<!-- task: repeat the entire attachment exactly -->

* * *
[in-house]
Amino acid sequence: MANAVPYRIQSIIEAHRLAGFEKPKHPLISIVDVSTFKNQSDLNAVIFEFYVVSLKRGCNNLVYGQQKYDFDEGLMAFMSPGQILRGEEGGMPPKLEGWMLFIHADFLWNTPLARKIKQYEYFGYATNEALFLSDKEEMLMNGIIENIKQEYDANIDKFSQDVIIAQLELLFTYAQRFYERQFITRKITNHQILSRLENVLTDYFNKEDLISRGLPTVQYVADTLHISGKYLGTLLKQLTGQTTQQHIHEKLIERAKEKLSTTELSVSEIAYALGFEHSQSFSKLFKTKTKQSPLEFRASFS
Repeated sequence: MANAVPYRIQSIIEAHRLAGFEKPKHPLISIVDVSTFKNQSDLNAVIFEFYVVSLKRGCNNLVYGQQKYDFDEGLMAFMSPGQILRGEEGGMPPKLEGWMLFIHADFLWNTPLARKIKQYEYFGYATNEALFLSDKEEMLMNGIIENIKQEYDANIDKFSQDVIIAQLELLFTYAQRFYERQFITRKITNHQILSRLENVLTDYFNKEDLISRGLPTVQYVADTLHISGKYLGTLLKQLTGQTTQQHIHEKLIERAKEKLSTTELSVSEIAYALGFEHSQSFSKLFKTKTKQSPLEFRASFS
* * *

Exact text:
[in-house]
Amino acid sequence: MANAVPYRIQSIIEAHRLAGFEKPKHPLISIVDVSTFKNQSDLNAVIFEFYVVSLKRGCNNLVYGQQKYDFDEGLMAFMSPGQILRGEEGGMPPKLEGWMLFIHADFLWNTPLARKIKQYEYFGYATNEALFLSDKEEMLMNGIIENIKQEYDANIDKFSQDVIIAQLELLFTYAQRFYERQFITRKITNHQILSRLENVLTDYFNKEDLISRGLPTVQYVADTLHISGKYLGTLLKQLTGQTTQQHIHEKLIERAKEKLSTTELSVSEIAYALGFEHSQSFSKLFKTKTKQSPLEFRASFS
Repeated sequence: MANAVPYRIQSIIEAHRLAGFEKPKHPLISIVDVSTFKNQSDLNAVIFEFYVVSLKRGCNNLVYGQQKYDFDEGLMAFMSPGQILRGEEGGMPPKLEGWMLFIHADFLWNTPLARKIKQYEYFGYATNEALFLSDKEEMLMNGIIENIKQEYDANIDKFSQDVIIAQLELLFTYAQRFYERQFITRKITNHQILSRLENVLTDYFNKEDLISRGLPTVQYVADTLHISGKYLGTLLKQLTGQTTQQHIHEKLIERAKEKLSTTELSVSEIAYALGFEHSQSFSKLFKTKTKQSPLEFRASFS